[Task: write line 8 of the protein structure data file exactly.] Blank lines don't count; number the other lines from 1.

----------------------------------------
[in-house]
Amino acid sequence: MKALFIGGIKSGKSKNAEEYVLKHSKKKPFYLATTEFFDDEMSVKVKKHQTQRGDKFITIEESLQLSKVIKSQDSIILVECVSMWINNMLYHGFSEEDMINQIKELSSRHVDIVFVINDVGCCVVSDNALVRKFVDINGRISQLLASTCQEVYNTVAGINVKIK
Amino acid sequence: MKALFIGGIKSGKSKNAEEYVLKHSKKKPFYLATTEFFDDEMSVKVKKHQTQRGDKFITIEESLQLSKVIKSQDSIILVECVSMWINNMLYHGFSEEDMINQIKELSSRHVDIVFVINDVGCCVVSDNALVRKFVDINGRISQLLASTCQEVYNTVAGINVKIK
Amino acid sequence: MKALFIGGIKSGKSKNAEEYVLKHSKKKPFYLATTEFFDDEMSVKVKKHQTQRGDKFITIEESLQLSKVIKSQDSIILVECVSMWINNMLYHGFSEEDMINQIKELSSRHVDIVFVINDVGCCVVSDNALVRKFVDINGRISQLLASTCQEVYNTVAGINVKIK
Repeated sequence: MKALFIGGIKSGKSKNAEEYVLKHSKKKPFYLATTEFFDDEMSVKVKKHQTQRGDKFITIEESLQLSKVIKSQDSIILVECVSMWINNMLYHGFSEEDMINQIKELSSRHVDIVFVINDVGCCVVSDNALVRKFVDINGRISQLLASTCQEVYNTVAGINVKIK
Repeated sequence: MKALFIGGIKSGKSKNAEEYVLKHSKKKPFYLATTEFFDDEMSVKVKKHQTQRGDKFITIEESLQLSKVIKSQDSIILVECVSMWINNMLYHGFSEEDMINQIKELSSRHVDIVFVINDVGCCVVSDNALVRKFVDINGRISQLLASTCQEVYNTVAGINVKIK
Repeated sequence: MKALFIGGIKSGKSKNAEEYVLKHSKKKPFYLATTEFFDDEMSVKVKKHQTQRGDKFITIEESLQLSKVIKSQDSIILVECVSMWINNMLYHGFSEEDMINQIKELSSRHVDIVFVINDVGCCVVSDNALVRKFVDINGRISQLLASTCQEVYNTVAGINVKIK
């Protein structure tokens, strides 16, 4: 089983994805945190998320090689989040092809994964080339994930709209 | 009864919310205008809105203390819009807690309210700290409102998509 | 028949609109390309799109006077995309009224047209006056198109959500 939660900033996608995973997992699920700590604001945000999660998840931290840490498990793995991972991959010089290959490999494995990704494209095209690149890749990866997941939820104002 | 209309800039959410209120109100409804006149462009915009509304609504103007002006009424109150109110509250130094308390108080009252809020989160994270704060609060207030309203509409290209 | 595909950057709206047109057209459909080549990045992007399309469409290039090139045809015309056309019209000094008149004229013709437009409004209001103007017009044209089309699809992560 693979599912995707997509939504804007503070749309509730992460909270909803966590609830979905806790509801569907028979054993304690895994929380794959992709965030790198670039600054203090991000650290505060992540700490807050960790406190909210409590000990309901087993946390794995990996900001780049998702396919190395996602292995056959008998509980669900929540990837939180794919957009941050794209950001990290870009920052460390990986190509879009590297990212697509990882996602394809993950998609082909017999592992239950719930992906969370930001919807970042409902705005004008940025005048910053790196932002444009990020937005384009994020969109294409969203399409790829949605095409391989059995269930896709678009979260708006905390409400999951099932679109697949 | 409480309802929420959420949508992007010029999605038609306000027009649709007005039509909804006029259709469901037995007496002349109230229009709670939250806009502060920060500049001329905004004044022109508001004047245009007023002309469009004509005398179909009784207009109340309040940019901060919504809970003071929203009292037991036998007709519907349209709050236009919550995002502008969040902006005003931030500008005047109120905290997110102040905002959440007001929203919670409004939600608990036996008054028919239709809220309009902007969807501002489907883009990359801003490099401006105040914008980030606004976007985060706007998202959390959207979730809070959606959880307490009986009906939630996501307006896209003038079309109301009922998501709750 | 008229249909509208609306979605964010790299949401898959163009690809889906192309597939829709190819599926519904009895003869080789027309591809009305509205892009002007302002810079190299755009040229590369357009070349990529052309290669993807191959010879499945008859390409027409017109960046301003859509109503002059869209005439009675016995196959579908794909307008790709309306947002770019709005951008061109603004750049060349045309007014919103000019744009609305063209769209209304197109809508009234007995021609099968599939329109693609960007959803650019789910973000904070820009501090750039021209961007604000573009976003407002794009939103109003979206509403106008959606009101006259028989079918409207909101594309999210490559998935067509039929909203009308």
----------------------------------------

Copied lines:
């Protein structure tokens, strides 16, 4: 089983994805945190998320090689989040092809994964080339994930709209 | 009864919310205008809105203390819009807690309210700290409102998509 | 028949609109390309799109006077995309009224047209006056198109959500 939660900033996608995973997992699920700590604001945000999660998840931290840490498990793995991972991959010089290959490999494995990704494209095209690149890749990866997941939820104002 | 209309800039959410209120109100409804006149462009915009509304609504103007002006009424109150109110509250130094308390108080009252809020989160994270704060609060207030309203509409290209 | 595909950057709206047109057209459909080549990045992007399309469409290039090139045809015309056309019209000094008149004229013709437009409004209001103007017009044209089309699809992560 693979599912995707997509939504804007503070749309509730992460909270909803966590609830979905806790509801569907028979054993304690895994929380794959992709965030790198670039600054203090991000650290505060992540700490807050960790406190909210409590000990309901087993946390794995990996900001780049998702396919190395996602292995056959008998509980669900929540990837939180794919957009941050794209950001990290870009920052460390990986190509879009590297990212697509990882996602394809993950998609082909017999592992239950719930992906969370930001919807970042409902705005004008940025005048910053790196932002444009990020937005384009994020969109294409969203399409790829949605095409391989059995269930896709678009979260708006905390409400999951099932679109697949 | 409480309802929420959420949508992007010029999605038609306000027009649709007005039509909804006029259709469901037995007496002349109230229009709670939250806009502060920060500049001329905004004044022109508001004047245009007023002309469009004509005398179909009784207009109340309040940019901060919504809970003071929203009292037991036998007709519907349209709050236009919550995002502008969040902006005003931030500008005047109120905290997110102040905002959440007001929203919670409004939600608990036996008054028919239709809220309009902007969807501002489907883009990359801003490099401006105040914008980030606004976007985060706007998202959390959207979730809070959606959880307490009986009906939630996501307006896209003038079309109301009922998501709750 | 008229249909509208609306979605964010790299949401898959163009690809889906192309597939829709190819599926519904009895003869080789027309591809009305509205892009002007302002810079190299755009040229590369357009070349990529052309290669993807191959010879499945008859390409027409017109960046301003859509109503002059869209005439009675016995196959579908794909307008790709309306947002770019709005951008061109603004750049060349045309007014919103000019744009609305063209769209209304197109809508009234007995021609099968599939329109693609960007959803650019789910973000904070820009501090750039021209961007604000573009976003407002794009939103109003979206509403106008959606009101006259028989079918409207909101594309999210490559998935067509039929909203009308």